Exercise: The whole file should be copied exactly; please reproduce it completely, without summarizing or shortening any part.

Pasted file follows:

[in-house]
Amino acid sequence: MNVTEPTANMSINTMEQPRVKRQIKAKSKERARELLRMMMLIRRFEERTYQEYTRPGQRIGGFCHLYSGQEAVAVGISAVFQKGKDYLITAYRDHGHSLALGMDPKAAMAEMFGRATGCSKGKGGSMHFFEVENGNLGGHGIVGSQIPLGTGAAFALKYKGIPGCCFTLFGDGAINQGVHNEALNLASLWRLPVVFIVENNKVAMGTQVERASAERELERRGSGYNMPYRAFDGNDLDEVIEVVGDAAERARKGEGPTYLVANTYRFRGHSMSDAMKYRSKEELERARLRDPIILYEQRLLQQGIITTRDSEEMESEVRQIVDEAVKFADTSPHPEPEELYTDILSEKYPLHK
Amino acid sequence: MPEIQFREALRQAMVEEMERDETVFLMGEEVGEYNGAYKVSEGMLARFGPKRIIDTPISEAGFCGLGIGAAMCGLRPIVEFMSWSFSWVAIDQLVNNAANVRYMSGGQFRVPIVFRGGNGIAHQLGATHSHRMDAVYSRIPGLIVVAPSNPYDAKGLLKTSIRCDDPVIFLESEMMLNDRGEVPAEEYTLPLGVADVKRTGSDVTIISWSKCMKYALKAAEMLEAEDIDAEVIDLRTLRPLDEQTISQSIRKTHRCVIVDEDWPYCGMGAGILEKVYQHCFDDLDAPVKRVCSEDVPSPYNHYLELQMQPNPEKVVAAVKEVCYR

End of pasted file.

[in-house]
Amino acid sequence: MNVTEPTANMSINTMEQPRVKRQIKAKSKERARELLRMMMLIRRFEERTYQEYTRPGQRIGGFCHLYSGQEAVAVGISAVFQKGKDYLITAYRDHGHSLALGMDPKAAMAEMFGRATGCSKGKGGSMHFFEVENGNLGGHGIVGSQIPLGTGAAFALKYKGIPGCCFTLFGDGAINQGVHNEALNLASLWRLPVVFIVENNKVAMGTQVERASAERELERRGSGYNMPYRAFDGNDLDEVIEVVGDAAERARKGEGPTYLVANTYRFRGHSMSDAMKYRSKEELERARLRDPIILYEQRLLQQGIITTRDSEEMESEVRQIVDEAVKFADTSPHPEPEELYTDILSEKYPLHK
Amino acid sequence: MPEIQFREALRQAMVEEMERDETVFLMGEEVGEYNGAYKVSEGMLARFGPKRIIDTPISEAGFCGLGIGAAMCGLRPIVEFMSWSFSWVAIDQLVNNAANVRYMSGGQFRVPIVFRGGNGIAHQLGATHSHRMDAVYSRIPGLIVVAPSNPYDAKGLLKTSIRCDDPVIFLESEMMLNDRGEVPAEEYTLPLGVADVKRTGSDVTIISWSKCMKYALKAAEMLEAEDIDAEVIDLRTLRPLDEQTISQSIRKTHRCVIVDEDWPYCGMGAGILEKVYQHCFDDLDAPVKRVCSEDVPSPYNHYLELQMQPNPEKVVAAVKEVCYR